This little detail of the research approach provides an interesting window onto relations between the researchers and their patients, but for our present purposes, we should pay more attention to something else: that there was very little interest in these women’s subjective experiences, in their stories and feelings—all the things about which we might immediately wonder today. For Charcot, the truth of hysteria was to be found in the physician’s study of outward signs and symptoms. This was where objectivity lay, this is where you knew you would not be led astray. In the famous Salpêtrière Hospital, Charcot’s assistants were set to work sketching pictures of the hysterics in action. Soon after, a photograph studio was installed in the hospital (a major innovation) and elaborate photographic records of the patients were made. People said that the camera was as crucial to the study of hysteria as the microscope had been to the study of cells. The camera, it was said, did not lie; it provided the evidence Charcot wanted and needed to prove—as he put it—that the laws of hysteria that he had discovered were “valid for all countries, all times, all races,” and “consequently universal.”
Except that they were not. In fact, this was a physiology of hysteria whose laws, far from being universal, were in the end so local that they unfolded only inside the walls of Charcot’s Salpêtrière. It turned out that the subjective experiences of Charcot’s patients had had the upper hand after all, and had fooled the great master by masquerading themselves as objective displays of universal signiﬁcance. Using hypnosis (which Charcot had also helped to rehabilitate), rivals of Charcot showed that one could reproduce all the symptoms of hysteria, or change them, or make them disappear.
Charcot became a target of ridicule, and his disciples, feeling tricked and humiliated, scattered. Charcot’s entire neurological ediﬁce of hysteria, rooted in the visible, the objective, the universal, crumbled. All of its contours were now chalked up to some invisible and obscure psychological process that people were beginning to call “suggestion.” The ﬁnal blow came in 1901, when one of Charcot’s former students, Joseph Babinski, read a terse, uncompromising paper on hysteria before the French Society of Neurology. The paper was a mea culpa on behalf both of himself and of his discipline. They had been wrong, he said; hysteria had nothing to do with the brain and biology; it was a “made-up” entity, nothing more than the sum total of symptoms that could be created by suggestion and removed by suggestion. Neurology need pay no more serious attention to it.
What happened next? Sigmund Freud and others reinterpreted hysteria not as a disease of the brain and body, but as a disease of biography and forbidden fantasies. Thus redeﬁned, hysteria passed out of the high-status, impersonal world of visible and universally predictable biology, and into the slightly disreputable human domain of culture, interpersonal relationships, and personal biography.
This is often where historians telling this story stop; and yet I am not satisﬁed. Let us grant that Charcot’s particular approach to making hysteria “real” within the framework of the neuroscience of his time did not work. But how do we make sense of those very solid-looking and material displays of local physiology that did— “really” —unfold inside the Salpêtrière? There was Charcot, misled about the truth of the situation, using nothing but props, performance cues, and the force of his own charismatic personality, yet nevertheless managing to create a theater of illusions so solid, so attuned to collective cultural understandings of the time, so agreeably visible, that for a while, all of Europe would be captivated by its power and authority. There is something so telling about this story that, for just a moment, threatens to burst open our available categories of understanding, before it is swiftly contained. If we cannot make something act like sensible biology, we will turn it into an affair of subjectivity and biography—because we do not know how to think about phenomena that may be both these things, or neither.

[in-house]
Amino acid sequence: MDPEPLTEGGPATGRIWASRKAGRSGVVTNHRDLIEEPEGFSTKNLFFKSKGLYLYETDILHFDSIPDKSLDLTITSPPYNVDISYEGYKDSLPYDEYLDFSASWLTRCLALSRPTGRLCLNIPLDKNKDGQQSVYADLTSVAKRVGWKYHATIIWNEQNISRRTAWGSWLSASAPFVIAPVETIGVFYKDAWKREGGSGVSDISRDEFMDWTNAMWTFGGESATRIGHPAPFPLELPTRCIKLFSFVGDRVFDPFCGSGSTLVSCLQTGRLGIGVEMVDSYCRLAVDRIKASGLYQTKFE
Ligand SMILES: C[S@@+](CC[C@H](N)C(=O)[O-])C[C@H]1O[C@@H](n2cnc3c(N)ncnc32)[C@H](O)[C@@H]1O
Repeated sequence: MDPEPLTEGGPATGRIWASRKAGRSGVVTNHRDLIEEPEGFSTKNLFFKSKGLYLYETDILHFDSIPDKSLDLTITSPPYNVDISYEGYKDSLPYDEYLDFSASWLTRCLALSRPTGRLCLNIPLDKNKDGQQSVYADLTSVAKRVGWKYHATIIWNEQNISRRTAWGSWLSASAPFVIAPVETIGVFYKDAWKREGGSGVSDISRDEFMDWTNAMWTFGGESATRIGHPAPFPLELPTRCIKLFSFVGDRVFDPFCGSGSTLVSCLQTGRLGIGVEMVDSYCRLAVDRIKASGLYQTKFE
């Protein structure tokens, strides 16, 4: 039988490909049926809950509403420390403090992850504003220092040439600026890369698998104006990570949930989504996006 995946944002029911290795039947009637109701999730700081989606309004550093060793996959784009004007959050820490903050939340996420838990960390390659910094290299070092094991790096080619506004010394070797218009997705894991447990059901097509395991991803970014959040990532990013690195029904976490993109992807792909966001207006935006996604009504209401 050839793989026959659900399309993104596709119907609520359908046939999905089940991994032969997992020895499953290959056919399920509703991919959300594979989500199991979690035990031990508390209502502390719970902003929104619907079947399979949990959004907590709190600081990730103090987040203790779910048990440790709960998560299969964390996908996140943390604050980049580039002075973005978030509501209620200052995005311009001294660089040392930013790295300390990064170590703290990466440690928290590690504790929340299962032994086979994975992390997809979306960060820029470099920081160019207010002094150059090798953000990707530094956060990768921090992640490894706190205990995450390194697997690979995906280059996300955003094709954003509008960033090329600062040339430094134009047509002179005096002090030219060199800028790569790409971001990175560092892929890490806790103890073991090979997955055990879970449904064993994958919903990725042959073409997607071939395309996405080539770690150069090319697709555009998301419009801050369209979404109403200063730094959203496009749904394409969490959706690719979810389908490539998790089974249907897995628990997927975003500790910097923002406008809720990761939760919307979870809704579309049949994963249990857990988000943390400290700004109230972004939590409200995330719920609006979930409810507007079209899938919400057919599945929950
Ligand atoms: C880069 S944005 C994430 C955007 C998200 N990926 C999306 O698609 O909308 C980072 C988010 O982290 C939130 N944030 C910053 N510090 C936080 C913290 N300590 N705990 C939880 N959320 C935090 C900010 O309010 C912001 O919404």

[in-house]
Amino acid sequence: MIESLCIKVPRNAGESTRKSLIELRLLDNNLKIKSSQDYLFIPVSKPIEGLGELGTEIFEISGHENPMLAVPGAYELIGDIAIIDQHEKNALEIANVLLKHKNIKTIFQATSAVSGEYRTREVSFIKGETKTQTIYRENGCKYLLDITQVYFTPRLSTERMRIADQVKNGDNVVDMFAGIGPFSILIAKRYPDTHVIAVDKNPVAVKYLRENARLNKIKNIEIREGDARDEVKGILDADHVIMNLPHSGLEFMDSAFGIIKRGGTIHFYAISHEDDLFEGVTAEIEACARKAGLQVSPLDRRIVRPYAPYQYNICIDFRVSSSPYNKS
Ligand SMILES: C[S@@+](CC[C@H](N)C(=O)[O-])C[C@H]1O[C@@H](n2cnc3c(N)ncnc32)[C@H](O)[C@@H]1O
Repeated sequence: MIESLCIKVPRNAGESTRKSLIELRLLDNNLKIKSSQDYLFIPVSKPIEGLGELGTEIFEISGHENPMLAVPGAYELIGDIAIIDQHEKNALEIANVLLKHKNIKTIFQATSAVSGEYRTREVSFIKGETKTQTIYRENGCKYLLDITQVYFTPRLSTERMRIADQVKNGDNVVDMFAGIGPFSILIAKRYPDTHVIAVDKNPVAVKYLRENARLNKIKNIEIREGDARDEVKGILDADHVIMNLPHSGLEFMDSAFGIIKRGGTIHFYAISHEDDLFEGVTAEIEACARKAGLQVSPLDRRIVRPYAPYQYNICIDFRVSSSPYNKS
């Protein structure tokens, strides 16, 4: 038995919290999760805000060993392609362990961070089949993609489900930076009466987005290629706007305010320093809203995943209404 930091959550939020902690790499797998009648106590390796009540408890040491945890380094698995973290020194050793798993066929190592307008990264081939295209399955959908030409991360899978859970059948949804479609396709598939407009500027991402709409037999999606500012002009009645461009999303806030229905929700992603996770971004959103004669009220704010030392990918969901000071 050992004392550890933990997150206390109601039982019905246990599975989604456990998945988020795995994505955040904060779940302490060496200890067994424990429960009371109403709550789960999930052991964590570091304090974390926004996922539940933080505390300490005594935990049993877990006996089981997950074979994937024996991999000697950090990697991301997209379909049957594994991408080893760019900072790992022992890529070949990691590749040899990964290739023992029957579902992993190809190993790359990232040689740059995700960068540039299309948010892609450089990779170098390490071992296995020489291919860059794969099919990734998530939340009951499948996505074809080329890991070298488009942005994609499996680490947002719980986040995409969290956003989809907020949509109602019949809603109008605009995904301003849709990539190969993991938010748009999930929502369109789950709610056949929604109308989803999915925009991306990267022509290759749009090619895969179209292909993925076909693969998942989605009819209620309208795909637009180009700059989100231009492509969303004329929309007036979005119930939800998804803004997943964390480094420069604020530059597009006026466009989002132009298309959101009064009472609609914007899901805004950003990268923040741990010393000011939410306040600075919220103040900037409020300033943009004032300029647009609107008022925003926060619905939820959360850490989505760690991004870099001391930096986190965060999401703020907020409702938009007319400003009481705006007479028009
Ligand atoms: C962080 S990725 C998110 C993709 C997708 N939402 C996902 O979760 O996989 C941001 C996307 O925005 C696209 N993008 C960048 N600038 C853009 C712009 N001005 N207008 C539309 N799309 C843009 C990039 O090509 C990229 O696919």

Moments like these help us to appreciate this: the profound issues that still demand clariﬁcation about the relationship between how we actually function in the world and how neuroscience and the other life sciences have taught us to see ourselves.
On the Road to Placebo
One enduring legacy of Charcot’s fall and Babinski’s shame is the conviction within modern medicine that the body lies, that patients trick. In the decades after Charcot’s fall, one sees a sharp increase in doctors’ hand-waving use of terms like “hysteria” (or “hypochondria”or “neurosis”) to identify an increasingly wide circle of patients whose problems they had decided were “all in their heads.” Mostly these were patients who showed up repeatedly in their ofﬁces, complaining about cramps, vague pains, or shortness of breath and demanding satisfaction— patients they did not know how to cure.
But doctors often did ﬁnd ways to offer satisfaction to these assumed make-believe patients. They treated their make-believe ailments with make-believe medicine, giving them pills made of sugar or milk lactose, without any “real” pharmacological action, pills whose efﬁcacy was presumed (drawing on the lessons learned from the 19th century) to lie in the power of suggestion. By the 1940s, the term for these little packages of unreality was “placebo.” One could even buy them from mail catalogues: blue, yellow, or red tablets inside bottles with the word “placebo” written on them, although perhaps backwards or with some letters displaced, to disguise the true nature of the contents.